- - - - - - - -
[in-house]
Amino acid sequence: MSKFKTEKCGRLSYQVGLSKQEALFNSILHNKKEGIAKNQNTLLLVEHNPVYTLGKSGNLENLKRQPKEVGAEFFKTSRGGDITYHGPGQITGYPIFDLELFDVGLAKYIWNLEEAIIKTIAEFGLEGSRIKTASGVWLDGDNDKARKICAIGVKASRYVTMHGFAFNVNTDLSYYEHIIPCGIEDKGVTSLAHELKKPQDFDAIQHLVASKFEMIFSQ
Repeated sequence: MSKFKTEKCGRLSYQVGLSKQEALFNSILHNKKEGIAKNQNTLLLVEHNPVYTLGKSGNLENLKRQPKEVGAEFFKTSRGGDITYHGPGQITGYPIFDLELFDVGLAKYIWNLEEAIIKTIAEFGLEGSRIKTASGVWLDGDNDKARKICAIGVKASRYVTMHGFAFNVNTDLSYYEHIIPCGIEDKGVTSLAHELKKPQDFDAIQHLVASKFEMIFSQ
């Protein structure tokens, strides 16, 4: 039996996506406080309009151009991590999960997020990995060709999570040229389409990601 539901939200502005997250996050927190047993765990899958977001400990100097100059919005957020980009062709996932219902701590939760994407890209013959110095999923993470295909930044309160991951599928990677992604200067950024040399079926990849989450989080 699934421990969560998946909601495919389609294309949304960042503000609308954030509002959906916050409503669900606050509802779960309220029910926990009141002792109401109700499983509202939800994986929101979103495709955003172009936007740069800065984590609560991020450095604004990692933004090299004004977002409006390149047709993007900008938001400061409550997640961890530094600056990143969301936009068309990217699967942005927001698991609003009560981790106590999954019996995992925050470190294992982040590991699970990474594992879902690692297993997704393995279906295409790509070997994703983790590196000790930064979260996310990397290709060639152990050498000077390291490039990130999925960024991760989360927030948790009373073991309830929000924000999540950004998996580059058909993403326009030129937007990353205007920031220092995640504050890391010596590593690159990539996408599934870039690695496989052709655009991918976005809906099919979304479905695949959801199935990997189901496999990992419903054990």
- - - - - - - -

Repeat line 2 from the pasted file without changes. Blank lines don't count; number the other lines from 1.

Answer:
Amino acid sequence: MSKFKTEKCGRLSYQVGLSKQEALFNSILHNKKEGIAKNQNTLLLVEHNPVYTLGKSGNLENLKRQPKEVGAEFFKTSRGGDITYHGPGQITGYPIFDLELFDVGLAKYIWNLEEAIIKTIAEFGLEGSRIKTASGVWLDGDNDKARKICAIGVKASRYVTMHGFAFNVNTDLSYYEHIIPCGIEDKGVTSLAHELKKPQDFDAIQHLVASKFEMIFSQ